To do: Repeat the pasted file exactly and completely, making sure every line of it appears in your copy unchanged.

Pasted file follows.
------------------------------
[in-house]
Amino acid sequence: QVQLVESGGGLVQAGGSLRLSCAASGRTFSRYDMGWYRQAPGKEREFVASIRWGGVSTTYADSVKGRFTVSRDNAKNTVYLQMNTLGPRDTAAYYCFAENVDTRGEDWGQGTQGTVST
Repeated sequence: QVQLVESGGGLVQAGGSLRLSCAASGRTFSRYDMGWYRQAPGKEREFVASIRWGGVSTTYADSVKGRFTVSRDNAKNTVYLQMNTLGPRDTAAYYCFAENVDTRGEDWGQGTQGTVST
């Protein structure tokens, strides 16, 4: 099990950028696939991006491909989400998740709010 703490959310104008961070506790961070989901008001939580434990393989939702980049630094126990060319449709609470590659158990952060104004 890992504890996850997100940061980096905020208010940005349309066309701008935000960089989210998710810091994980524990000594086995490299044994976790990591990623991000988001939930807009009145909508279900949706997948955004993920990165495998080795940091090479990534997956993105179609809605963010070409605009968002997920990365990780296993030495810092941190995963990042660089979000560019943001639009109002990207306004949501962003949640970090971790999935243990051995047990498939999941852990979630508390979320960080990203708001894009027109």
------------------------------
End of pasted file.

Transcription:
[in-house]
Amino acid sequence: QVQLVESGGGLVQAGGSLRLSCAASGRTFSRYDMGWYRQAPGKEREFVASIRWGGVSTTYADSVKGRFTVSRDNAKNTVYLQMNTLGPRDTAAYYCFAENVDTRGEDWGQGTQGTVST
Repeated sequence: QVQLVESGGGLVQAGGSLRLSCAASGRTFSRYDMGWYRQAPGKEREFVASIRWGGVSTTYADSVKGRFTVSRDNAKNTVYLQMNTLGPRDTAAYYCFAENVDTRGEDWGQGTQGTVST
């Protein structure tokens, strides 16, 4: 099990950028696939991006491909989400998740709010 703490959310104008961070506790961070989901008001939580434990393989939702980049630094126990060319449709609470590659158990952060104004 890992504890996850997100940061980096905020208010940005349309066309701008935000960089989210998710810091994980524990000594086995490299044994976790990591990623991000988001939930807009009145909508279900949706997948955004993920990165495998080795940091090479990534997956993105179609809605963010070409605009968002997920990365990780296993030495810092941190995963990042660089979000560019943001639009109002990207306004949501962003949640970090971790999935243990051995047990498939999941852990979630508390979320960080990203708001894009027109």